And they did not yet know that their city government was bankrupt, too — that six million dollars of public money had been lost behind those closed and silent doors.

It was a little before noon on that ill-omened day that Mayor Kennedy was found dead. And, just to put the final touch of gruesome irony upon the whole event, a blind man found him.

Judge Rumford Bland testified at the inquest that he left his front office, upstairs in the ramshackle building that he owned there on the Square, and went out in the hall, heading in the direction of the toilet, where he proposed to perform an essential function of nature. It was dark out there, he said with his ghostly smile, and the floors creaked, but this didn’t matter to him — he knew the way. He said he couldn’t have lost his way even if he had wanted to. At the end of the hall he could hear a punctual drip of water, dropping with its slow, incessant monotone; and besides, there was the pervasive smell of the tin urinal — all he had to do was to follow his nose.

He arrived in darkness and pushed open the door, and suddenly his foot touched something. He leaned over, his white, thin fingers groped down, and all at once they were plunged — wet, warm, sticky reeking — into the foundering mass of what just five minutes before had been the face and brains of a living man.

— No, he hadn’t heard the shot — there was all that infernal commotion out in the Square.

— No, he had no idea how he had got there — walked it, he supposed — the City Hall was only twenty yards away.

— No, he couldn’t say why His Honour should have picked that spot to blow his brains out — there was no accounting for tastes — but if a man wanted to do it, that was probably as good a place as any.

So it was that weak, easy-going, procrastinating, good-natured Baxter Kennedy, Mayor of Libya Hill, was found — all that was left of him — in darkness, by an evil old blind man.

In the days and weeks that followed the closing of the bank, Libya Hill presented a tragic spectacle the like of which had probably never before been seen in America. But it was a spectacle that was to be repeated over and over again, with local variations, in many another town and city within the next few years.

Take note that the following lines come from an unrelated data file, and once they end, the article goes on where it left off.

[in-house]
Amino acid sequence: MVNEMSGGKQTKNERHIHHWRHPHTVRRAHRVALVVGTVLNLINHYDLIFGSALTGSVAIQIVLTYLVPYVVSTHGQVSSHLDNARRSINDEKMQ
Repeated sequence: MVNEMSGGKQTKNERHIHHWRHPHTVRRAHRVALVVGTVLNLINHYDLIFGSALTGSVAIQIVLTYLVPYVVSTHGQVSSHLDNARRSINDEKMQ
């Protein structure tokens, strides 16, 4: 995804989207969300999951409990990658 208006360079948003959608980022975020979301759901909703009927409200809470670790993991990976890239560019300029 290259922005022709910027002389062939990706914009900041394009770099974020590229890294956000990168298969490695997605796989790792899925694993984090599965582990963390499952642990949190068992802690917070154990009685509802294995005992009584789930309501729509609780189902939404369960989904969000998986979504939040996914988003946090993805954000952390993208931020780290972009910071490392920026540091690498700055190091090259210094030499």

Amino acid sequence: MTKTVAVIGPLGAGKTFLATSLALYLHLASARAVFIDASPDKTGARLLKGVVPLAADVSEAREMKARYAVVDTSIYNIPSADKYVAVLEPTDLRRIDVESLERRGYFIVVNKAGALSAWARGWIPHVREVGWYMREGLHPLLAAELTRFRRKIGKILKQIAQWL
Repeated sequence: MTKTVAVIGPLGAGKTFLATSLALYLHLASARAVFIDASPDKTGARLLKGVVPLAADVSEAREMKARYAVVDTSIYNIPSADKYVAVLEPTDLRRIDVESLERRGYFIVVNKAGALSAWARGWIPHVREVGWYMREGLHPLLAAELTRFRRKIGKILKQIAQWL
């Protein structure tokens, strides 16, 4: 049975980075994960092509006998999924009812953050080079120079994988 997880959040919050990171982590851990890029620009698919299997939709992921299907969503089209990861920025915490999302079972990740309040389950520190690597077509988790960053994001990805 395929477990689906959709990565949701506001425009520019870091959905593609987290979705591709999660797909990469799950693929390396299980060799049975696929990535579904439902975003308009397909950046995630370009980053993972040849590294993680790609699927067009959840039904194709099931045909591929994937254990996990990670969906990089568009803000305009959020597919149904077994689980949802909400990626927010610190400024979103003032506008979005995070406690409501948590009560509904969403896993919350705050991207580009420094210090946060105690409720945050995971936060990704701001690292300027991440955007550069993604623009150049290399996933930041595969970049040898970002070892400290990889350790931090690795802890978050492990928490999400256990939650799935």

The ruin of Libya Hill was much more than the ruin of the bank and the breakdown of the economic and financial order. True, when the bank failed, all that vast and complicated scheme of things which had been built upon it, the ramifications of which extended into every element of the community’s life, toppled and crashed. But the closing of the bank was only like the action of a rip-cord which, once jerked, brought the whole thing down, and in doing so laid bare the deeper and more corrosive ruin within. And this deeper ruin — the essence of the catastrophe — was the ruin of the human conscience.

Here was a town of fifty thousand people who had so abdicated every principle of personal and communal rectitude, to say nothing of common sense and decency, that when the blow fell they had no inner resources with which to meet it. The town almost literally blew its brains out. Forty people shot themselves within ten days, and others did so later. And, as so often happens, many of those who destroyed themselves were among the least guilty of the lot. The rest — and this was the most shocking part of it — suddenly realising their devastating guilt to such a degree that they could not face the results of it, now turned like a pack of howling dogs to rend each other. Cries of vengeance rose up from all their throats, and they howled for the blood of Jarvis Riggs. But these cries proceeded not so much from a conviction of wounded justice and deceived innocence as from their opposites. It was the sublime, ironic, and irrevocable justice of what had happened to them, and their knowledge that they alone had been responsible for it, that maddened them. From this arose their sense of outrage and their cries of vengeance.

What happened in Libya Hill and elsewhere has been described in the learned tomes of the overnight economists as a breakdown of “the system, the capitalist system”. Yes, it was that. But it was also much more than that. In Libya Hill it was the total disintegration of what, in so many different ways, the lives of all these people had come to be. It went much deeper than the mere obliteration of bank accounts, the extinction of paper profits, and the loss of property. It was the ruin of men who found out, as soon as these symbols of their outward success had been destroyed, that they had nothing left — no inner equivalent from which they might now draw new strength. It was the ruin of men who, discovering not only that their values were false but that they had never had any substance whatsoever, now saw at last the emptiness and hollowness of their lives. Therefore they killed themselves; and those who did not die by their own hands died by the knowledge that they were already dead.

How can one account for such a complete drying up of all the spiritual sources in the life of a people? When one observes a youth of eighteen on a city street and sees the calloused scar that has become his life, and remembers the same youth as he was ten years before when he was a child of eight, one knows what has happened though the cause be hidden. One knows that there came a time when life stopped growing for that youth and the scar began; and one feels that if he could only find the reason and the cure, he would know what revolutions are.